Sunday, 1 May 2016
Last updated 1 day ago
Nov 27 2013 | 8:54am ET
First-time hedge funds generate better average returns than funds launched by established firms, but do so with more volatility.
New research from Preqin shows the average emerging manager long/short fund launched since 2007 delivered annualized net returns of 8.80% in its first three years of trading, compared to an annual rate of 5.38% from newly-launched funds managed by established firms.
That said, the neophite managers did exhibit higher annualized volatility than their more experienced competitors—17.3% to the established firms' 14.7%.
Preqin found that 22% of the funds launched by new managers since 2007 posted losses in their first year, compared to 26% of those launched by established managers—but the new managers posted steeper losses, losing more than 20% compared to the 14% losses of the follow-on funds.
The proportion of hedge fund investors tracked by Preqin that are interested in first-time funds has dropped to 38% from 42% in 2012.
Fund of hedge fund managers are the most likely to allocate to emerging managers, 73% of those polled by Preqin expressed interest in new funds, followed by asset managers (46%) and family offices (43%).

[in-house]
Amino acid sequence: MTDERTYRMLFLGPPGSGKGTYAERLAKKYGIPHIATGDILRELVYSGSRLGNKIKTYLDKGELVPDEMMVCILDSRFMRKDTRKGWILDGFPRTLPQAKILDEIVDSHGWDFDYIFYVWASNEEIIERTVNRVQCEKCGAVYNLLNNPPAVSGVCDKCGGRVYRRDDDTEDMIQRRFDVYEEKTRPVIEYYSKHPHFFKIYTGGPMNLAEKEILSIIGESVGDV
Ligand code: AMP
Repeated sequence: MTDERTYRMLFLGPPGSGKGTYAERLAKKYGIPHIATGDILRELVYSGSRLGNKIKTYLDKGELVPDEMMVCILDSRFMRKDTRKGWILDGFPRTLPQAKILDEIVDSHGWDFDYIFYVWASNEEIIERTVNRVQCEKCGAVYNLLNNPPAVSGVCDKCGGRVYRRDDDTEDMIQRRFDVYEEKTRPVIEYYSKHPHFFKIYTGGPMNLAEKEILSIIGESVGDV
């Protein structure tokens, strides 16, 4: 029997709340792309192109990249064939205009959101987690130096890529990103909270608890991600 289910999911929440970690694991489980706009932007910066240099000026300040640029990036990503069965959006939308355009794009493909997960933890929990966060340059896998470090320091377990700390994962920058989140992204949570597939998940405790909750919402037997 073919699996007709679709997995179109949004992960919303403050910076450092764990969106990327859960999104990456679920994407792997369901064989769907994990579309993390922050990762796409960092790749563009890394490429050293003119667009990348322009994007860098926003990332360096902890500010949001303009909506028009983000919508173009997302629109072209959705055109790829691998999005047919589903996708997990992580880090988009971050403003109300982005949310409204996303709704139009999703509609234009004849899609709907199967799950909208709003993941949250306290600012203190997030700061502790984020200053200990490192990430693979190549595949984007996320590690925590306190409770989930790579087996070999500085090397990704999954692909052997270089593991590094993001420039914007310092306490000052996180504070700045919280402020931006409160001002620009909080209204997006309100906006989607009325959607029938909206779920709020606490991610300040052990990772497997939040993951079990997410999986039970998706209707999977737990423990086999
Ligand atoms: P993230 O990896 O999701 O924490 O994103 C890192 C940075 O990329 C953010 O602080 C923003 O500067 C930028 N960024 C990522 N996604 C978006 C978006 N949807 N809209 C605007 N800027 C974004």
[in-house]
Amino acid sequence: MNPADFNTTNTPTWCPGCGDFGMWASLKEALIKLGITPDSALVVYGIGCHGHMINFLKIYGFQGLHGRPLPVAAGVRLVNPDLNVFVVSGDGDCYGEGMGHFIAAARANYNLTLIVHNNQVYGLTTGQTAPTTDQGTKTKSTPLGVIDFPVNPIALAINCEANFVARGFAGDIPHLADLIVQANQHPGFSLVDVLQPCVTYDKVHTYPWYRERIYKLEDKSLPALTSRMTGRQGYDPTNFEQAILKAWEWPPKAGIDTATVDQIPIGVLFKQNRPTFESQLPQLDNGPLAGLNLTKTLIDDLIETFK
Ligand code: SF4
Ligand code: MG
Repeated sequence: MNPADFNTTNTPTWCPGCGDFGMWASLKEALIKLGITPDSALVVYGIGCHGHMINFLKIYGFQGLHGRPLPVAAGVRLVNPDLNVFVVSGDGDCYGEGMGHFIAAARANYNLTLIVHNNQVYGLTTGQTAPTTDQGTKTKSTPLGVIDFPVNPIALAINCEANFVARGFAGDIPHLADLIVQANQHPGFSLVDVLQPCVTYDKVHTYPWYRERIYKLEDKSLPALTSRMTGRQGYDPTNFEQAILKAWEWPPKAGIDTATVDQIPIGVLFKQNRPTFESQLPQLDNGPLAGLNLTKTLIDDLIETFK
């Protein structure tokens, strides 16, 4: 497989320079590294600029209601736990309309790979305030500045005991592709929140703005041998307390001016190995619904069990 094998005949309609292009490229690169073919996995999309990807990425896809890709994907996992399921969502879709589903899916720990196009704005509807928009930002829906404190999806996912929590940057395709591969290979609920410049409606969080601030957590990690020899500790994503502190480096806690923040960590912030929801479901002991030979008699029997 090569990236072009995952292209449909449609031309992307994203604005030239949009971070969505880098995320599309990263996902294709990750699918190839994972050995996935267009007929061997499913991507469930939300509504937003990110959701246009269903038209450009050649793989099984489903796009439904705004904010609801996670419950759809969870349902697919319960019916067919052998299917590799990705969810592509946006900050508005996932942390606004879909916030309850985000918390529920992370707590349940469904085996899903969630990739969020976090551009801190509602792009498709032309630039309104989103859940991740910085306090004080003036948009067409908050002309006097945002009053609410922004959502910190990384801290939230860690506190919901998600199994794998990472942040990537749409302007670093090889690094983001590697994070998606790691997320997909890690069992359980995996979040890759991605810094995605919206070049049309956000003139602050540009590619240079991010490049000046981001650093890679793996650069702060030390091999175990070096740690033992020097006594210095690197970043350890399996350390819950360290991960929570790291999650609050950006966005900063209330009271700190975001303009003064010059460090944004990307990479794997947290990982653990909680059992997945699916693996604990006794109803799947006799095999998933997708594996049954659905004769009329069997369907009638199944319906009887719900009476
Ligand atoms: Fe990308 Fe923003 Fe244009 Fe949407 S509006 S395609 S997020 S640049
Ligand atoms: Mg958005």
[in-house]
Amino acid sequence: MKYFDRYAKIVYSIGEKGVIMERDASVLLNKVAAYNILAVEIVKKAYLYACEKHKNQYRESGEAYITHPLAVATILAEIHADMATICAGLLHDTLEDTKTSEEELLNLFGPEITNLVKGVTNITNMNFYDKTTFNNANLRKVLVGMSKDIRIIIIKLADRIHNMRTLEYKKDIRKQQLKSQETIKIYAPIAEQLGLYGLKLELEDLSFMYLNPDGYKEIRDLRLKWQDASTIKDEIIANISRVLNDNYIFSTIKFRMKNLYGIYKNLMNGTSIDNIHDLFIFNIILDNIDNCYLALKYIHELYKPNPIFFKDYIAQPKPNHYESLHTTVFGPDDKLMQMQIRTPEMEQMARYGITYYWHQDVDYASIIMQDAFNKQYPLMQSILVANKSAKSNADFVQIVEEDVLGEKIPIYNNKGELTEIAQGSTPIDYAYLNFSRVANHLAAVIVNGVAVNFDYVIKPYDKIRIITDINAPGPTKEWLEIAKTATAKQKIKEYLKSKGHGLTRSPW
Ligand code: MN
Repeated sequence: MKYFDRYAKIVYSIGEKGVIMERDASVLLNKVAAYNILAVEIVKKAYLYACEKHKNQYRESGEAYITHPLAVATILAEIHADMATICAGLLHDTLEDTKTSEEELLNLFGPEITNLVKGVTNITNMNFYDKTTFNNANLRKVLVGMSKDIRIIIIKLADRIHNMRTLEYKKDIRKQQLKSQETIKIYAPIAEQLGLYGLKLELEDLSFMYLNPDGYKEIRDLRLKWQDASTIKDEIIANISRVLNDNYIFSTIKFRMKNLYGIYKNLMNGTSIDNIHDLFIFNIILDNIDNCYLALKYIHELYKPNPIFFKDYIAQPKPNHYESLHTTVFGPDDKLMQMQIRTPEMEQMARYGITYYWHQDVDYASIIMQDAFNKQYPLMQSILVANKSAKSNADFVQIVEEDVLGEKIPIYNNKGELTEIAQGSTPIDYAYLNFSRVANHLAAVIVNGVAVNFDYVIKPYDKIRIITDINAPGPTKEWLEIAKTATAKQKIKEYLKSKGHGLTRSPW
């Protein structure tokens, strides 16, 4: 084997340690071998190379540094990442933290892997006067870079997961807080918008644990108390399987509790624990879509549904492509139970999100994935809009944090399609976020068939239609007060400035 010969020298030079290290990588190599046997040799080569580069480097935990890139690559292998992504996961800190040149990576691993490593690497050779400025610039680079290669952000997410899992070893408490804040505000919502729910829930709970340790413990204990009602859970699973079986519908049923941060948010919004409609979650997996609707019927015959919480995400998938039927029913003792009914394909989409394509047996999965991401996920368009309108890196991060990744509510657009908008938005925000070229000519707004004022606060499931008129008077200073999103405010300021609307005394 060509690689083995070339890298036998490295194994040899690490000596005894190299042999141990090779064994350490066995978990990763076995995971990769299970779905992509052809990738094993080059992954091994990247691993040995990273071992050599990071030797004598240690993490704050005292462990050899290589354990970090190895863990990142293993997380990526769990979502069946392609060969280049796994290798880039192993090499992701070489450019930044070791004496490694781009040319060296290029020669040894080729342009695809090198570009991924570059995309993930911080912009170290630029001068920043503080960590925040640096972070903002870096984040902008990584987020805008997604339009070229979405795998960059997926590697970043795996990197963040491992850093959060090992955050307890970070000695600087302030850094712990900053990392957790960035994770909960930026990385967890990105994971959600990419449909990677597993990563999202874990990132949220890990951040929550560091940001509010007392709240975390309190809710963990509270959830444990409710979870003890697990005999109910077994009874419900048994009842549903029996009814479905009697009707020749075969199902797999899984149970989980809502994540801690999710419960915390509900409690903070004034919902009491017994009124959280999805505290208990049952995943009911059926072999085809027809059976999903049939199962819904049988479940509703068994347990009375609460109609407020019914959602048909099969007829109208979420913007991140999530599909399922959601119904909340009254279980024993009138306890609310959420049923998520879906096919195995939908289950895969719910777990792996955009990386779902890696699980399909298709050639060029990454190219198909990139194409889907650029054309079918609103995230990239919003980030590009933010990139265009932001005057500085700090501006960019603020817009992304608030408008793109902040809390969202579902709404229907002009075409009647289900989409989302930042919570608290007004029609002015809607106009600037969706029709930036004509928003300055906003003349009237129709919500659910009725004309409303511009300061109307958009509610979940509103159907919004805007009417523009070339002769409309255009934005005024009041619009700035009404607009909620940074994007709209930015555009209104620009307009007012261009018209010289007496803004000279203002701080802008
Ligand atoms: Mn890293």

Working against emerging managers is that 71% of investors require at least a three-year track record before they will consider a hedge fund manager, although, on the bright side, 75% will invest in funds with less than $500 million in assets.
Last year (2012) saw a record number—274—of new hedge fund managers hanging their shingles and 2013 could beat that (as of November 15, 231 new managers have launched this year). That said, only 44% of these newly launched firms have launched their first vehicle.
“With more first-time fund groups in market than ever before, following the fallout of the Volcker Rule and a revived optimism in the industry, finding the potential star of the next generation is an increasingly difficult task, and one many investors are unwilling to enter into," said Graeme Terry of Preqin.
“To stand out among a crowded market for first-time funds, emerging managers need to ensure that they have a strong team, robust infrastructure and a coherent strategy, as well as strong early performance in order to attract investment from the ever-demanding institutional community.”